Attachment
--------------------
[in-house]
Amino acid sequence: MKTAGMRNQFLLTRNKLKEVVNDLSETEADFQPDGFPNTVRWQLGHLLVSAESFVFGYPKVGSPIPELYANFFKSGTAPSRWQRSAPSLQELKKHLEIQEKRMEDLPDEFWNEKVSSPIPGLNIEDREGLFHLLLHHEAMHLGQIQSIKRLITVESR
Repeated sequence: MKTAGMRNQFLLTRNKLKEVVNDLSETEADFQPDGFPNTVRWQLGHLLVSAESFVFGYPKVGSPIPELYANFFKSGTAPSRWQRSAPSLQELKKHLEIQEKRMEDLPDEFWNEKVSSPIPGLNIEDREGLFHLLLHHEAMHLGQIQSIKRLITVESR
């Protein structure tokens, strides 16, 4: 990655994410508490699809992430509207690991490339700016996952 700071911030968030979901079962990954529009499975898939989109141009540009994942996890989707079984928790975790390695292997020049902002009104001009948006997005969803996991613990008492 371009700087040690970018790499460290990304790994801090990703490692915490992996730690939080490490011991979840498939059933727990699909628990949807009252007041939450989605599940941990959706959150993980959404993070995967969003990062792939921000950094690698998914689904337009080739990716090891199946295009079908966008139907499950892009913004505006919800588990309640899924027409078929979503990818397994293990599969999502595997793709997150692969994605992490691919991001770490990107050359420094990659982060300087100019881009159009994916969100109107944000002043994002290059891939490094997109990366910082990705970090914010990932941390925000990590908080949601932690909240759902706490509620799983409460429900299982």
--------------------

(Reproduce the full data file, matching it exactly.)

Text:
[in-house]
Amino acid sequence: MKTAGMRNQFLLTRNKLKEVVNDLSETEADFQPDGFPNTVRWQLGHLLVSAESFVFGYPKVGSPIPELYANFFKSGTAPSRWQRSAPSLQELKKHLEIQEKRMEDLPDEFWNEKVSSPIPGLNIEDREGLFHLLLHHEAMHLGQIQSIKRLITVESR
Repeated sequence: MKTAGMRNQFLLTRNKLKEVVNDLSETEADFQPDGFPNTVRWQLGHLLVSAESFVFGYPKVGSPIPELYANFFKSGTAPSRWQRSAPSLQELKKHLEIQEKRMEDLPDEFWNEKVSSPIPGLNIEDREGLFHLLLHHEAMHLGQIQSIKRLITVESR
């Protein structure tokens, strides 16, 4: 990655994410508490699809992430509207690991490339700016996952 700071911030968030979901079962990954529009499975898939989109141009540009994942996890989707079984928790975790390695292997020049902002009104001009948006997005969803996991613990008492 371009700087040690970018790499460290990304790994801090990703490692915490992996730690939080490490011991979840498939059933727990699909628990949807009252007041939450989605599940941990959706959150993980959404993070995967969003990062792939921000950094690698998914689904337009080739990716090891199946295009079908966008139907499950892009913004505006919800588990309640899924027409078929979503990818397994293990599969999502595997793709997150692969994605992490691919991001770490990107050359420094990659982060300087100019881009159009994916969100109107944000002043994002290059891939490094997109990366910082990705970090914010990932941390925000990590908080949601932690909240759902706490509620799983409460429900299982």